It’s a piece of wisdom heard by every runner who has ever considered signing up for a 5K: Find a training partner to hold you accountable when it’s raining outside and you’re tired and sore from yesterday’s workout, and you’ll have a reason to stick with your regimen.
And what better workout partner than a four-legged one scratching at your front door?
“Dogs will go forever if they have to, or they could run around the block and be like, ‘Yeah, I’m cool with that,'” says Jt Clough, a Hawaii-based dog trainer who runs Maui Dog Remedies and wrote the Kindle book 5K Training Guide: Running With Dogs.
Clough grew up on a ranch in Montana and has been working with dogs in a professional capacity since 1999. She’s the proud mother to Carmella, a seven-year-old Weimaraner, and Emmy, a five-year-old yellow Lab. She is also a triathlete who has completed nine Ironmans, the endurance races in which competitors swim, bike, and run a combined 140.6 miles to the finish line.
“I’ve kind of incorporated [running] into most of what I do with dogs,” Clough says.
Clough began developing running programs for dogs within the last six years, with clients becoming intrigued about the practice for the typical reasons: to return their dog back to a healthy body weight and shed a few pounds of their own at the same time, find an endorphin release, and take a psychological break from from the clamor of everyday life.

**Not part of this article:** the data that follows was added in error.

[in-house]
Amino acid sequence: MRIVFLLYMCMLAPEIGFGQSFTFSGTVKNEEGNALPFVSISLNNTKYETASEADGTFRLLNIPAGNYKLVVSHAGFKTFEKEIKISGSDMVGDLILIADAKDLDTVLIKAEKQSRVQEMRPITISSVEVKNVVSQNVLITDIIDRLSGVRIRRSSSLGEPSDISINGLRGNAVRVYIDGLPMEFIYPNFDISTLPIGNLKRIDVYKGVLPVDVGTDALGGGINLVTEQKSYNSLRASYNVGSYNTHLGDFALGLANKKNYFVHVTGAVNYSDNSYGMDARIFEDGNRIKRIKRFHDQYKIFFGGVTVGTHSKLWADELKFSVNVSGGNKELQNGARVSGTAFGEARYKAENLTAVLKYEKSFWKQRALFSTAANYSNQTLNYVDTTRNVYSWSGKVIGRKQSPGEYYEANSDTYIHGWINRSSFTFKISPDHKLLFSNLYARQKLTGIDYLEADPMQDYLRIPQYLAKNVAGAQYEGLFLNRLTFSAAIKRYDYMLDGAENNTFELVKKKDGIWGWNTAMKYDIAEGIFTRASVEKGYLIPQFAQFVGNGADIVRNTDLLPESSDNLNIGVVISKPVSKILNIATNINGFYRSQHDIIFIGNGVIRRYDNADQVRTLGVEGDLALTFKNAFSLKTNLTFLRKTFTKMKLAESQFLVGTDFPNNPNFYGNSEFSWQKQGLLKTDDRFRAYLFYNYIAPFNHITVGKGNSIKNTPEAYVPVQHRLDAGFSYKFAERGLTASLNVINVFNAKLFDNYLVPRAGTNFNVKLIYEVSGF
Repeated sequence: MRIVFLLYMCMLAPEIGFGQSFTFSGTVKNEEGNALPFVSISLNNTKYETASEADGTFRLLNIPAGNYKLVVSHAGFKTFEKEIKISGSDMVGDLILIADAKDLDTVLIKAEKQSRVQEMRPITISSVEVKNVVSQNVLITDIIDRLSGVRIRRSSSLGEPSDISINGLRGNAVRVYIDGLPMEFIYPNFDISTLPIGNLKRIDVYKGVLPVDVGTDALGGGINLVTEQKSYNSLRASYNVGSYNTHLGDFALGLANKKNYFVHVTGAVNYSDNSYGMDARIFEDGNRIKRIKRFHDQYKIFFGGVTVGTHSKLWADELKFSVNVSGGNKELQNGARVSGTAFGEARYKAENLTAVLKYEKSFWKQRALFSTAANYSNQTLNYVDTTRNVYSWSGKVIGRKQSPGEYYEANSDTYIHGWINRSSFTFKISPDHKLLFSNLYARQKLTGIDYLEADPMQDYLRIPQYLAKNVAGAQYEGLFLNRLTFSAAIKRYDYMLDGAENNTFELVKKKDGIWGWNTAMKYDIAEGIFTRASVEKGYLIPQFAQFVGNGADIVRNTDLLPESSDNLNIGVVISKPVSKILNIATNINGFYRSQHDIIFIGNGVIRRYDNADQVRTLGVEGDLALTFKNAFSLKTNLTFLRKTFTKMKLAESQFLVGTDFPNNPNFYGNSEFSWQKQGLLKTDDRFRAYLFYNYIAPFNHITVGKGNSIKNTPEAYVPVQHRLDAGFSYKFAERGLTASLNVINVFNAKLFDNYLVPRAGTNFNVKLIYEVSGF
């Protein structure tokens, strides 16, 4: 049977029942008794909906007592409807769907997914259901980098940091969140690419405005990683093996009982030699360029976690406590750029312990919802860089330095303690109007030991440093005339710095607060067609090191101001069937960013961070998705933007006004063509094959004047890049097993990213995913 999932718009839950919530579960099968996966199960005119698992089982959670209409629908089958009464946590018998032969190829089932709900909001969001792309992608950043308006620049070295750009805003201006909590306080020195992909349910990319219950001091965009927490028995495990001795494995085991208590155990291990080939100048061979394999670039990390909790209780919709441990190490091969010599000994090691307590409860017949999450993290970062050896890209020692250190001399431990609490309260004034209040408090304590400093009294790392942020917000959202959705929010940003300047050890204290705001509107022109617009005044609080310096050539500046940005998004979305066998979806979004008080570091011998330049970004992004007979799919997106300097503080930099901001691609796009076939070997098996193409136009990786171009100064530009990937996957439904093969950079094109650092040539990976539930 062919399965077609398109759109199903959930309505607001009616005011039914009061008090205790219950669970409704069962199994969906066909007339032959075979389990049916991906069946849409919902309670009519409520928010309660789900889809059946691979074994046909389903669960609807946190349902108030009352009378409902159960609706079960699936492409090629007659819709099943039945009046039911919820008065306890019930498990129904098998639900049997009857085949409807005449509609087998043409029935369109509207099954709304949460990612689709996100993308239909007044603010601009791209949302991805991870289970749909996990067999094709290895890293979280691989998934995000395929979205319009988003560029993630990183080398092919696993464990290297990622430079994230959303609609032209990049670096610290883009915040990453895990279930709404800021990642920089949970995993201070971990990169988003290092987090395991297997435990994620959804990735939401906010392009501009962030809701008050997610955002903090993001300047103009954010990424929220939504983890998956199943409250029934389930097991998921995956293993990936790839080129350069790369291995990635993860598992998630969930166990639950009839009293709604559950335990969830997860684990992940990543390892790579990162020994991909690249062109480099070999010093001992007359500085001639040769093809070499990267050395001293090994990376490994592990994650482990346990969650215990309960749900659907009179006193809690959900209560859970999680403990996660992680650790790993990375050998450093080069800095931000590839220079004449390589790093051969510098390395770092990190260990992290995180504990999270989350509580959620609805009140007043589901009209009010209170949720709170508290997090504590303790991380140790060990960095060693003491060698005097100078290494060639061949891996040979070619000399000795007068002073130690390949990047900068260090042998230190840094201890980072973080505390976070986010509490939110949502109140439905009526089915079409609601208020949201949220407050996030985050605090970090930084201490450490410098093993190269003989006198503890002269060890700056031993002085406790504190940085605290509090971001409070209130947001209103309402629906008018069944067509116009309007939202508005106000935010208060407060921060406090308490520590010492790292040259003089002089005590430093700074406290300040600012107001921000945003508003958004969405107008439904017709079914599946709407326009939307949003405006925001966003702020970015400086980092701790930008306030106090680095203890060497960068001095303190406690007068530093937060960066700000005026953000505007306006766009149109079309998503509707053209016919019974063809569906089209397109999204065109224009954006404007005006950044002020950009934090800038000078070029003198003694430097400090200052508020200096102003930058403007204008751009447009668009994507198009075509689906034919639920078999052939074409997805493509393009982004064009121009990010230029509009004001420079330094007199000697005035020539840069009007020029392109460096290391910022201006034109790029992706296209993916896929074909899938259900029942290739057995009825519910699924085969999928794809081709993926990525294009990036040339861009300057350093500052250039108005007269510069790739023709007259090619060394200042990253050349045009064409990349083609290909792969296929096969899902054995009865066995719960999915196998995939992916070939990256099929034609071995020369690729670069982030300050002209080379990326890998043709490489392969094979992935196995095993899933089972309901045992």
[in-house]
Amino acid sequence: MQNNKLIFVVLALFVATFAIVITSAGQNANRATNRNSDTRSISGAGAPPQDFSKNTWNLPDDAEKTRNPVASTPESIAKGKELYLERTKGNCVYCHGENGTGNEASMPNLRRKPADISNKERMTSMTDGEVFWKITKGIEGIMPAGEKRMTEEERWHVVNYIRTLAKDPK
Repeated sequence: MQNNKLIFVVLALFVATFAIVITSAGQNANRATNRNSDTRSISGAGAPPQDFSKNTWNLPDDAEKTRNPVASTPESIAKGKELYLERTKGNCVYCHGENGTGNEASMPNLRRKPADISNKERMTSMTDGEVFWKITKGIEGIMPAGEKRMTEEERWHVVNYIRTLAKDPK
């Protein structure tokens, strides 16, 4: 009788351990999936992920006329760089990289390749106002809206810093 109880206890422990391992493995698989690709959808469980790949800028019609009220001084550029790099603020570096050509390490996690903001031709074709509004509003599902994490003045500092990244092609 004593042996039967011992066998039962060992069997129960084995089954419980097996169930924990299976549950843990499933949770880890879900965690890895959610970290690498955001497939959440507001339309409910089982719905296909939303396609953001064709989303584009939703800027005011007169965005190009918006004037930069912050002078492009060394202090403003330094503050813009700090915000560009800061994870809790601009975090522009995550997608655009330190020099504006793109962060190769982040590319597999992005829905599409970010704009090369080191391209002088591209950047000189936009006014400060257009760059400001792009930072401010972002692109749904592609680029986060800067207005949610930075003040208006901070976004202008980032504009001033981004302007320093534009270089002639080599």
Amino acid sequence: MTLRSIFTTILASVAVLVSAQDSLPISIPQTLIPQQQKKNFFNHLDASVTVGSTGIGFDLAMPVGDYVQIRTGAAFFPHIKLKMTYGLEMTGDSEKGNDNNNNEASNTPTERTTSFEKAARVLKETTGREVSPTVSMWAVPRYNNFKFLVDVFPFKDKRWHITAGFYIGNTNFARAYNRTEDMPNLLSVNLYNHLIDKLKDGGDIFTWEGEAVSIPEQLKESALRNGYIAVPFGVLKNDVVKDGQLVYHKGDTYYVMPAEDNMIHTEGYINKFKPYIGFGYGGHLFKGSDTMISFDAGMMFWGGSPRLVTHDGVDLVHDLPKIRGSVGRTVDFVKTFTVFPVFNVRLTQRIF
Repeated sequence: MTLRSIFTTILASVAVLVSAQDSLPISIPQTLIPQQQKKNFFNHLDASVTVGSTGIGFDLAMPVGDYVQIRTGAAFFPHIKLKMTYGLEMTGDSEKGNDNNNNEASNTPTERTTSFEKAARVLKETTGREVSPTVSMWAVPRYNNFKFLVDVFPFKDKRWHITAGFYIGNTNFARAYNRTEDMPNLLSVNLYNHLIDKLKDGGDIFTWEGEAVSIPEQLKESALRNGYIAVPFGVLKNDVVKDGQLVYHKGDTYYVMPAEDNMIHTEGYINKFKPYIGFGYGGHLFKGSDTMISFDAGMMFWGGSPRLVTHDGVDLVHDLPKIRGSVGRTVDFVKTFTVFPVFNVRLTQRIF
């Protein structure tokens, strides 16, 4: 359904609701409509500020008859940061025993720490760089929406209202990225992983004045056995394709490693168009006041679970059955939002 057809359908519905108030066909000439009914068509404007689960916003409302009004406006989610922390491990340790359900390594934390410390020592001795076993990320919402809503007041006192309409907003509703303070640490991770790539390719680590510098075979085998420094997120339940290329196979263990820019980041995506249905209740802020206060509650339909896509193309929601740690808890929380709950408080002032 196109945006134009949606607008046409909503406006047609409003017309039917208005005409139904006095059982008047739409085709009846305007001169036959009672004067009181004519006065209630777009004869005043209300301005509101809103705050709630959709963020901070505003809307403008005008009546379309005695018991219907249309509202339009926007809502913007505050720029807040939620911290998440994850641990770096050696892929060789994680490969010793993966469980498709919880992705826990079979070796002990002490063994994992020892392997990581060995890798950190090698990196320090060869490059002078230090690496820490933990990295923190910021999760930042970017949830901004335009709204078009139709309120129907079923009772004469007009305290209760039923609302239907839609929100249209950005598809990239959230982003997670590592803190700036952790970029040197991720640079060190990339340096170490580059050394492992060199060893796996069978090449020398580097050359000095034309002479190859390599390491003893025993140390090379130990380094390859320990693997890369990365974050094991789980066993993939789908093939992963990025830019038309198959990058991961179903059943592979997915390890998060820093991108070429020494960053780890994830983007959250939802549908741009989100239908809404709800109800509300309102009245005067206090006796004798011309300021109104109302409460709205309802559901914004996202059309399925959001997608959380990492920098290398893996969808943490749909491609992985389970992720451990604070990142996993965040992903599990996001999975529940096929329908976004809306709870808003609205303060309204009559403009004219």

But there’s another reason to make your dog a running partner: Dogs show us the benefits of exercise even when we can’t see them. “When [owners] see the results in their dog, even if they’re not feeling the results in themselves or seeing them in the mirror, it actually provides the motivation to keep going,” Clough says. Over time, as a result of running with their dogs, Clough has watched couch potatoes become pavement pounders who compete in half marathons every month.
But how do you get started? Clough offered up a few tips and pieces of practical wisdom to get started.
Many breeds of dog have the potential to run some distance, Clough says, from Greyhounds to Huskies to Labradoodles. (Find out how specific breeds do at running here.) If you’re unsure if your dog is born to run, check with your vet.
However, some dogs just aren’t suited to the rigors of running, namely brachycephalic breeds like Bulldogs and Pugs, whose short, stubby noses make it hard to breathe and cool down efficiently. If you’re coming home with a new puppy, don’t consider running with them until they reach 18 months, after their growth plates fuse. And don’t ever force older dogs afflicted with hip dysplasia and arthritis to gallop through the pain.
Small amounts of exercise can produce dramatic results, especially for beginners. “Literally, you can form a good habit with 10 minutes [of running] a day,” Clough says. “If you haven’t been doing anything at all, that will feel like a long time.” On a weekly basis, increase the length of your daily routine by five-minute increments: Run 15 minutes each day for one week, run 20 minutes a day the week after, and so forth. Stick to modest, realistic goals.